I went through the next couple of years dealing with the pain associated with eating. Then in July of 2011 things took a turn for the worse. I would eat a meal at night and the next morning would still be full. I usually went for a run each morning. Sometimes that helped the food move through, but other times I would vomit food, from the night before, at noon the next day. I was confused, but didn't say anything at first. I didn't want them to treat me for an eating disorder again. I thought I was past all that. Eventually I couldn't keep silent anymore.
In August of 2011 the doctors did an exploratory laparoscopy to see if there was anything on the outside of my intestines that was causing me to be unable to digest food. They didn't find anything. Next they gave me a G-J (gastric-jejunal) tube. The G portion of the tube drained the contents of my stomach. The J tube was inserted into the second part of my small intestine and I received all my nutrition via that tube. I experienced a lot of pain and nausea after I got the tube. The doctors couldn't figure out why I was feeling so sick so they wrote things in my chart that weren't true. They said I deliberately dumped out my feedings into the trashcan by my bed and that I unhooked the IV tube from my feeding tube and let the IV tube pump the formula into the trashcan. They claimed I shut of the IV pump so I couldn't receive the feedings. They denied that I was cooperative. In essence they painted a picture that made me appear like a patient with an eating disorder.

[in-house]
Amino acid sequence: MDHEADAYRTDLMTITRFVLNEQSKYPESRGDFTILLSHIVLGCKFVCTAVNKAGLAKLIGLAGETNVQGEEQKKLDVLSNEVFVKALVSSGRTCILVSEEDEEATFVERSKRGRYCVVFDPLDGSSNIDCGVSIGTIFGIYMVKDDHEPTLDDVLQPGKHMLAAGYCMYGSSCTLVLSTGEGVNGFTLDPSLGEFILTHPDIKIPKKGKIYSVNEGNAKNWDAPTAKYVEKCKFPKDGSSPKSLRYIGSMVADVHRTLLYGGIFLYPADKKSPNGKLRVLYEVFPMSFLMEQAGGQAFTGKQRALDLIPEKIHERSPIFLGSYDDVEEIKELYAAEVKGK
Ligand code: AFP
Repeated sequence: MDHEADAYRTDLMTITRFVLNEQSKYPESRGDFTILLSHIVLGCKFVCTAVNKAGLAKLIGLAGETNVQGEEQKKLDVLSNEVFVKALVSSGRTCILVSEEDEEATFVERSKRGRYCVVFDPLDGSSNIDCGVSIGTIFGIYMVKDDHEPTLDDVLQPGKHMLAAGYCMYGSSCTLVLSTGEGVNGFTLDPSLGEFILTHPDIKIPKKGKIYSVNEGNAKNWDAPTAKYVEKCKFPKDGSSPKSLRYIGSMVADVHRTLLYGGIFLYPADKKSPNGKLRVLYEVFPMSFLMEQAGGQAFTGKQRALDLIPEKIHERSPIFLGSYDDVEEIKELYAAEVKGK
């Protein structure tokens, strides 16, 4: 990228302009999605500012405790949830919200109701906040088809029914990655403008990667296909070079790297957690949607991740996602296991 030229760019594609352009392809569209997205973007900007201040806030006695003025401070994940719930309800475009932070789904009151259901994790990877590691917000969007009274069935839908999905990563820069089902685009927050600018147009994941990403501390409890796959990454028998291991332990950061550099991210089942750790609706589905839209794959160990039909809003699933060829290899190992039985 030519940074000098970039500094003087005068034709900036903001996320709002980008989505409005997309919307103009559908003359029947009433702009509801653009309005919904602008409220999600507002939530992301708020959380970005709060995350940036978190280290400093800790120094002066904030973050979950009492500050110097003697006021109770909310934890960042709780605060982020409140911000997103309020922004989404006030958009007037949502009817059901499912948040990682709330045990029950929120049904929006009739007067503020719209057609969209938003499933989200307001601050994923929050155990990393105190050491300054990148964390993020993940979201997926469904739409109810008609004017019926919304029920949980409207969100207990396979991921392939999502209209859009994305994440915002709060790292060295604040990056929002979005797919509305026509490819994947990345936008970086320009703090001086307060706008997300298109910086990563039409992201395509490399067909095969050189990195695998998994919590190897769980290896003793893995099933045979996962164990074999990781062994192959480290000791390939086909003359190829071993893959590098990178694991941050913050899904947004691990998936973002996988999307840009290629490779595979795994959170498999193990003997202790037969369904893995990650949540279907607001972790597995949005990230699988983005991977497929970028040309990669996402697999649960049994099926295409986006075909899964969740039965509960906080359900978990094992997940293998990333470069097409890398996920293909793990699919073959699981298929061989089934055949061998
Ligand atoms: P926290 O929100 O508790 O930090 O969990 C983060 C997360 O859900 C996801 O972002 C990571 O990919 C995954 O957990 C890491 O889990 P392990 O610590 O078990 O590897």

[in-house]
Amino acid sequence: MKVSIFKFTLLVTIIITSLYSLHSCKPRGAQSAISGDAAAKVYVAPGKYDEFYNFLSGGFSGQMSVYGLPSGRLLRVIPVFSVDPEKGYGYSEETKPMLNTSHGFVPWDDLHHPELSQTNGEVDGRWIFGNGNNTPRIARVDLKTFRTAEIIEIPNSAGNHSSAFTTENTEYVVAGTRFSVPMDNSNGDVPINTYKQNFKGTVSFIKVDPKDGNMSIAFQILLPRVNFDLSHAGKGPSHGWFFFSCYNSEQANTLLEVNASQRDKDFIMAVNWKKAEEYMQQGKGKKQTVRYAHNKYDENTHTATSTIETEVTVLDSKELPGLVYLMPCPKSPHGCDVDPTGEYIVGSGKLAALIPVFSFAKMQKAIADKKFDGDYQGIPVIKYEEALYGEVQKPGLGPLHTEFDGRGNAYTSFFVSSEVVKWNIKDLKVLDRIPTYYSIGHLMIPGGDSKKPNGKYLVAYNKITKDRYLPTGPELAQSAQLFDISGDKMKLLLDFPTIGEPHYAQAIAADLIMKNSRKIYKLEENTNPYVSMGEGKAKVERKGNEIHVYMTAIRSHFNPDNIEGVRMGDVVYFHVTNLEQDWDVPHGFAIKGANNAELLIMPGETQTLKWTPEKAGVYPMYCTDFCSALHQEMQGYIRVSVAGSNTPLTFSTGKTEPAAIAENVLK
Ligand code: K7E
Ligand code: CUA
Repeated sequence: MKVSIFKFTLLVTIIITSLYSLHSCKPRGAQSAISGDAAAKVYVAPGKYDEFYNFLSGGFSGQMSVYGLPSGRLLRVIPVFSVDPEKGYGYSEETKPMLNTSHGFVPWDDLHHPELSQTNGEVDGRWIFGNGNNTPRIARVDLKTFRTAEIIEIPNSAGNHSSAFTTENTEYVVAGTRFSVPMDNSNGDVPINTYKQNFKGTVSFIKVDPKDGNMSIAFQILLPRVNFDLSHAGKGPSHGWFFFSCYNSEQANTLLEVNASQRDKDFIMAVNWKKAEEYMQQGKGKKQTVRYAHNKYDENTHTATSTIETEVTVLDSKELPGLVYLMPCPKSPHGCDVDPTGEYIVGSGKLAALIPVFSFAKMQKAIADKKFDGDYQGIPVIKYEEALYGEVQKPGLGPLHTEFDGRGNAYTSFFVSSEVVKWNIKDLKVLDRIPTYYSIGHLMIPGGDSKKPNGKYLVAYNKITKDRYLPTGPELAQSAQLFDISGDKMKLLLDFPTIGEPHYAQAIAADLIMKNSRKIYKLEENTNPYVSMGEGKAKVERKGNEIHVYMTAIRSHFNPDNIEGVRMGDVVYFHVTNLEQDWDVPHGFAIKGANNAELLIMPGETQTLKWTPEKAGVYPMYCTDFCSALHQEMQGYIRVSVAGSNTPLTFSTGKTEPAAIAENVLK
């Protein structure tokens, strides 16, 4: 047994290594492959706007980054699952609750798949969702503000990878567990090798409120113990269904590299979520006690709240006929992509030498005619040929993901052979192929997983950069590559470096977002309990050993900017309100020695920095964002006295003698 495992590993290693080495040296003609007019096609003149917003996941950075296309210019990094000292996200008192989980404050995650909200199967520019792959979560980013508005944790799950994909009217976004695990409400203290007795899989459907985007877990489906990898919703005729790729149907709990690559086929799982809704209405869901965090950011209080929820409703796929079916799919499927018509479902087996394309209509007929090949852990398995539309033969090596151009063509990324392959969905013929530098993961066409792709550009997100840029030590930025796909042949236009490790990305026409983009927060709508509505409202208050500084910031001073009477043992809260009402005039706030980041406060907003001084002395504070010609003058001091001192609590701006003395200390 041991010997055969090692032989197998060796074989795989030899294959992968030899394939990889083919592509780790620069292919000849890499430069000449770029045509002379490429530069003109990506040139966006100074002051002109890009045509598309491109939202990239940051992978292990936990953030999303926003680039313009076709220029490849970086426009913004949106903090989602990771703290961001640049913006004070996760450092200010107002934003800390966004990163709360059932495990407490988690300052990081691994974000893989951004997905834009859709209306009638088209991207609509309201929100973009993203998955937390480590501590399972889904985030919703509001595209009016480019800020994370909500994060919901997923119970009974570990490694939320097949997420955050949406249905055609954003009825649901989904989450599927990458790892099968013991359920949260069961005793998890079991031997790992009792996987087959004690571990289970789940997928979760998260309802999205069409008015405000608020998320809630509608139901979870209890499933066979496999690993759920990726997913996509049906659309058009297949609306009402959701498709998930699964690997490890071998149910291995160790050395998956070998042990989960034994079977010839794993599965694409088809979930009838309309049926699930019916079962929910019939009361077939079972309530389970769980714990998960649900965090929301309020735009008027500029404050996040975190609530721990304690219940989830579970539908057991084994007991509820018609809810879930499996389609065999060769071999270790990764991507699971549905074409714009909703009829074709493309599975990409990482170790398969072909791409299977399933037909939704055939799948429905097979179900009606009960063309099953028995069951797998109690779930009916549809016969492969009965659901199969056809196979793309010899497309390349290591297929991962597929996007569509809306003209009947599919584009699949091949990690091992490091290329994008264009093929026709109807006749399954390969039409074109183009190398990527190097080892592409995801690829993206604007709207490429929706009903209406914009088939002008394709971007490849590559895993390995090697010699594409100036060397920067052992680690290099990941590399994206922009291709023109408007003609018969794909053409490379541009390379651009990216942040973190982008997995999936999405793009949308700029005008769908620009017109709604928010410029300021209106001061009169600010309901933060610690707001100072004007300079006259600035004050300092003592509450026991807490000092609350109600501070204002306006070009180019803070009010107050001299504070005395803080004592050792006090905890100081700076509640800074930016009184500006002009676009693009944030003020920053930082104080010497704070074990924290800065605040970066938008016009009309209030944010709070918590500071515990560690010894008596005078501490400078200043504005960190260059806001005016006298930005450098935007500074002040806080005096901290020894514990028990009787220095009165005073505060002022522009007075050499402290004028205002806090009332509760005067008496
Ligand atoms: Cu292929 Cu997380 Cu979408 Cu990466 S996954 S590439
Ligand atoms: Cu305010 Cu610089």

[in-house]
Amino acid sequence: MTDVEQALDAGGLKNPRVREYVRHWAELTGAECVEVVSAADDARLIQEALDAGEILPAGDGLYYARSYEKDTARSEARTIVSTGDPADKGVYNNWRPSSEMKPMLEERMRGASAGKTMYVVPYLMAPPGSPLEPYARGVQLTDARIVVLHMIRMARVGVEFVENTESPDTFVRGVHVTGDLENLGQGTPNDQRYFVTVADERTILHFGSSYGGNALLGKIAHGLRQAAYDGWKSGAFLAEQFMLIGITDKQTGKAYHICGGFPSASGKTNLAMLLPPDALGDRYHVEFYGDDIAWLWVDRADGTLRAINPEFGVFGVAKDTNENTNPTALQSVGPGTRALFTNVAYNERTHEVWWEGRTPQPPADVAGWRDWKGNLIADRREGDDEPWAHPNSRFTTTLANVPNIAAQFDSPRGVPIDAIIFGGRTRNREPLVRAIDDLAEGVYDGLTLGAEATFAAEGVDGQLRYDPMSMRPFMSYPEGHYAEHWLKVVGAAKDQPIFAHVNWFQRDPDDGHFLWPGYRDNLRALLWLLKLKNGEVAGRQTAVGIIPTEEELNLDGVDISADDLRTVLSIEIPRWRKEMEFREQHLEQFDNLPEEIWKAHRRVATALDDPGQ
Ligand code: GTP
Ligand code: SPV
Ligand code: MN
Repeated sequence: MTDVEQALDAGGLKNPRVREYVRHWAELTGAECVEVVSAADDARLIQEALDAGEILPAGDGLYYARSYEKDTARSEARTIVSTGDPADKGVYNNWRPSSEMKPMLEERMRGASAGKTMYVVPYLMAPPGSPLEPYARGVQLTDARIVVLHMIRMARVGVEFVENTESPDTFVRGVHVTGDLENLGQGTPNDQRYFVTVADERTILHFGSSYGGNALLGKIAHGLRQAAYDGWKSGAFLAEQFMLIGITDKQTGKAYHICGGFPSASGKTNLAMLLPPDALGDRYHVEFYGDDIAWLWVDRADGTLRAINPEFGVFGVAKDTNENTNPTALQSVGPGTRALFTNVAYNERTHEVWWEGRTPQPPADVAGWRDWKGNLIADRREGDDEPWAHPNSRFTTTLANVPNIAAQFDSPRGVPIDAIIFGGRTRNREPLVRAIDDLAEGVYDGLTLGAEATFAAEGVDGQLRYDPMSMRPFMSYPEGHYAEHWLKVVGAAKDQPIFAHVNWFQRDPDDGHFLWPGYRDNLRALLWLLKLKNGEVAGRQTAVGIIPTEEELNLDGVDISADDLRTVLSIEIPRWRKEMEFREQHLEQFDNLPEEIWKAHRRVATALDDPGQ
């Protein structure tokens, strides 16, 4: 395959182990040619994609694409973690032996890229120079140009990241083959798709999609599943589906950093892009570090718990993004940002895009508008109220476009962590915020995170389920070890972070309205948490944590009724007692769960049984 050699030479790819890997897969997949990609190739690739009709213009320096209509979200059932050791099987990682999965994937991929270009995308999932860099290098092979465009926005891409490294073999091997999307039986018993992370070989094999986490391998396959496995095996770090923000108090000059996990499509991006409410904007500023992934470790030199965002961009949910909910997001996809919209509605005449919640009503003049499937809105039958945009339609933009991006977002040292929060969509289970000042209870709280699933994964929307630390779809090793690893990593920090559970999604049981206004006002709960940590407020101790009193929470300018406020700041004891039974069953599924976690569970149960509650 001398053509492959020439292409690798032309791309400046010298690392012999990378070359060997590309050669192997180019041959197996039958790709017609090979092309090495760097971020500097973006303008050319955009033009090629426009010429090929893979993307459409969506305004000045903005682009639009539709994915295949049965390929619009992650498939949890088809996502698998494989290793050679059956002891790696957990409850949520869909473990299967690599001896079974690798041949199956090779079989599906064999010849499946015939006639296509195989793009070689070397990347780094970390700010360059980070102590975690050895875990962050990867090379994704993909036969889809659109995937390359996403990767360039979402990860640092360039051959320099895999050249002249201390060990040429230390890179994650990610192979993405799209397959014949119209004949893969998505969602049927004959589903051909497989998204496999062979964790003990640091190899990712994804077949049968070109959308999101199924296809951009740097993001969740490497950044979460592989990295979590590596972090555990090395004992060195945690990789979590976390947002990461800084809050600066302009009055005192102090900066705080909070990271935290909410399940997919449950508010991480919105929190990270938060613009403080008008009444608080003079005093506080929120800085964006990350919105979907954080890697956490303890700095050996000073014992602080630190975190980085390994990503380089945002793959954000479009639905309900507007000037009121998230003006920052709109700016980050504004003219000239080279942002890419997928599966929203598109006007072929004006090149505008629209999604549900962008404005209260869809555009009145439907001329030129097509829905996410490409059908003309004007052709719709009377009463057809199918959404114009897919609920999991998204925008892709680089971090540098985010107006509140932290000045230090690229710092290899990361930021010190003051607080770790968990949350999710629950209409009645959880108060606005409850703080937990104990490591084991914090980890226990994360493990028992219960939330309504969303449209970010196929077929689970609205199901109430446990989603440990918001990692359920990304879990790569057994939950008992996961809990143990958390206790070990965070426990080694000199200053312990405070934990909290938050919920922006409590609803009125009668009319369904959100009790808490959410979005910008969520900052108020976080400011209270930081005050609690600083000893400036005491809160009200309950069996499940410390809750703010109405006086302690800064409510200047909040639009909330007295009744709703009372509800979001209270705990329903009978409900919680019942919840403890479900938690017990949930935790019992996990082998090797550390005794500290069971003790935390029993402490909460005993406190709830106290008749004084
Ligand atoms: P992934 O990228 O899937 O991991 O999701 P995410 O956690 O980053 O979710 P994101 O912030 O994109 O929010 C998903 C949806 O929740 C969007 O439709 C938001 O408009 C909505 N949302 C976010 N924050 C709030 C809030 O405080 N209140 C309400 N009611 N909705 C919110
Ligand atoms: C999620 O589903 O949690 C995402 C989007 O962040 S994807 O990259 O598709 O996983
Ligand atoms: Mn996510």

I left the hospital with this diagnosis and remained out of the hospital for a couple months. Then I was readmitted to the Children's Hospital in January of 2012. When I was admitted I was diagnosed with an eating disorder, for these doctors were basing their diagnosis of the notes in my chart from my August stay. Once again I entered a treatment program for people suffering from an eating disorder. It felt like deja vu. I was heartbroken. Why was this coming up again? I thought it was in the past? Is that really all that was wrong? Did I really just have an eating disorder?